Canadian Musician - May / June 2018 - Page 59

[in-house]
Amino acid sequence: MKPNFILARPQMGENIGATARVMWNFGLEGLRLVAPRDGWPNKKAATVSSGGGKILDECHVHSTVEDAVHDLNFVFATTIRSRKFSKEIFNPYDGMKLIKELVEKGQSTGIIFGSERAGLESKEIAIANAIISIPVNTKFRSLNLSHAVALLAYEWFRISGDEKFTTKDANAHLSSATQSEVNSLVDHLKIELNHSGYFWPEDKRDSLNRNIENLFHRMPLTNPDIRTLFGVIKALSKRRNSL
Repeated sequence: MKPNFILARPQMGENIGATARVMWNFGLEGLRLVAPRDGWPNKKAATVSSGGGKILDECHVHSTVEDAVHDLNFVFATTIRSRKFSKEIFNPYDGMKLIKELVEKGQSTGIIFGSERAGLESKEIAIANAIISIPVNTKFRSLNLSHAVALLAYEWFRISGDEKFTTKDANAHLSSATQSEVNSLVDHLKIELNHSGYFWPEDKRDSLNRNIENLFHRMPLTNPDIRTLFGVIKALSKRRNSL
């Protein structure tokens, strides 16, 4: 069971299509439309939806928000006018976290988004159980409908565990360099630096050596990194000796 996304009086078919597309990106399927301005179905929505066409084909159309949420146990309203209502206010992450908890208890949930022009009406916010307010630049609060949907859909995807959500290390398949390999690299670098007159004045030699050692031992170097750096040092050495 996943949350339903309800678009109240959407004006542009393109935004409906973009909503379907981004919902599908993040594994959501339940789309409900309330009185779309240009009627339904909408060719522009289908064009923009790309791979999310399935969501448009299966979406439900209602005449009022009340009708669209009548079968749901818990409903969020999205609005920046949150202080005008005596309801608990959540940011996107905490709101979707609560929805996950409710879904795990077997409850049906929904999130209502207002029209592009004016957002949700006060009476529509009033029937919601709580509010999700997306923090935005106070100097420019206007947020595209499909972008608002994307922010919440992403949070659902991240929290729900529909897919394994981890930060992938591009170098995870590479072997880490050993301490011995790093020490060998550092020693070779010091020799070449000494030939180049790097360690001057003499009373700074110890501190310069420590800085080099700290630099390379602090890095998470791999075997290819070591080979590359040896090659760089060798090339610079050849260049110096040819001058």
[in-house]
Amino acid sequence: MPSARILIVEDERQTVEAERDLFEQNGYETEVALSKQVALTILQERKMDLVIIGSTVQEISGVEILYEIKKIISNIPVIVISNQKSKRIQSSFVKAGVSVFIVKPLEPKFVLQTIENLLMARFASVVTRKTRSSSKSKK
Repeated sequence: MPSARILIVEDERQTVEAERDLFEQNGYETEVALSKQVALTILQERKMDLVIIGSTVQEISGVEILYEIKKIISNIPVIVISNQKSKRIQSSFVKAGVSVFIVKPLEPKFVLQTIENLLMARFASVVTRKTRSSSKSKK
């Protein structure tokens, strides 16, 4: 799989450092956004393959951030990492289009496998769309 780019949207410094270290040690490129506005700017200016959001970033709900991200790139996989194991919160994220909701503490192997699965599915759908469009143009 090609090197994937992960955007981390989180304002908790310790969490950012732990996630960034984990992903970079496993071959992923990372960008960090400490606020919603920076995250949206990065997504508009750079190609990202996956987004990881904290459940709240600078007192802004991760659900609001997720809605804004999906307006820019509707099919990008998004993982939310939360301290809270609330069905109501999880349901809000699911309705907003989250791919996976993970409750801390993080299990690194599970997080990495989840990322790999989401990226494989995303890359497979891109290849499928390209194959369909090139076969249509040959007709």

RECORDING Adam Fair is a recording engineer, mixer, and co-owner of Villa Sound. Villa Sound is a full-service destination recording studio located in Singhampton, ON, just 20 minutes south of the popular Blue Mountain Resort. For more information, visit www.villasound.ca. By Adam Fair Creating Width & Depth in Your Mixes T here are many aspects that go into creating a great mix. I chose to focus on a particular topic that has always had my attention: how to create width and depth. In nature, people hear sound in three dimensions. Recreating this in a mix can be difficult at times. I’m going to touch on a few key areas that I hope will help you to create and shape the “environment” in which your mixes live. Panning I always wondered how some engineers could make a mix sound so wide. Then I thought, “What is width?” It goes far beyond panning. Perception of width is what we’re truly experiencing. There is only so much you can do with two speakers and a pan pot. Mixing is an illusion. It’s all about tricking the ear into perceiving a sound to be the way you’d like it to be. It’s important to have clarity and separation in your mix. In order to create the illusion of space, things need to be well defined. If you make everything wide, then you are essentially making nothing wide. I often adhere to somewhat of an LCR approach. The centre is usu- ally where you will find the lead vocal, bass, snare, and kick, and then everything else surrounds and supports the centre. Panning other el- ements hard left or hard right will help to give the mix definition. Of course, I don’t do this for everything; I will often leave synths and other stereo sources in stereo. I’ll fan out background vocal stacks incremen- tally and allow some of my effects to fill in the stereo spectrum as well. Compression The closer something is to your ear, the more detailed and intimate it sounds. Compression can be a great help in bringing something closer to the listener, like when you hear fingers on the strings of an acoustic guitar or the saliva in a singer’s mouth. Compression can help bring many characteristics to the forefront. Compression can also assist in making one instrument more present by controlling the surrounding instruments. For example, in addition to controlling the dynamic range of a vocal with a standard compressor, you can use a multi-band compressor to keep the vocal up front and present. I will often do this by inserting a multi-band compressor on a keyboard, synth, or other accompaniment. By using a key input from the vocal track, I’ll dip the conflicting frequencies to help the vocal sit upfront and centre in the mix. Quick Tip! Use volume automation! I automate the volume on a lot of my tracks, but especially on the lead vocal. This allows you to keep the vocal exactly where you want it and creates a more defined mix. Mid/Side Processing Many plug-ins now have M/S processing capabilities. M/S takes a stereo signal and separates the identical L/R information from the information that differs from side to side and then allows you to process the two sources, mid and side, independently of each other. This is excellent for creating W W W. C A N A D I A N M U S I C I A N . CO M width. You can use it on a single source or even the entire mix. To add more air and space, I like to slightly boost the high frequencies on the side channel, around 12 kHz and up. You must always be careful with this as you run the risk of overdoing it and making your mix sound brittle and thin. Another application is to use it to help blend pads, synths, key- boards, etc. with the lead vocal and other centre information. If you lower the mid information on your synths, pianos, etc., this can help make room for the vocal and other centre information. Quick Tip! High frequencies dissipate quickly. The more high frequency information an instrument has, the closer our ear will perceive that sound to be. Try using a low pass filter to push something farther back into a mix. Reverb & Delay Reverb is your front-to-back pan pot. If someone is in the back of a room singing, the sound will bounce off of the surfaces in the room and reach your ear sooner or later. 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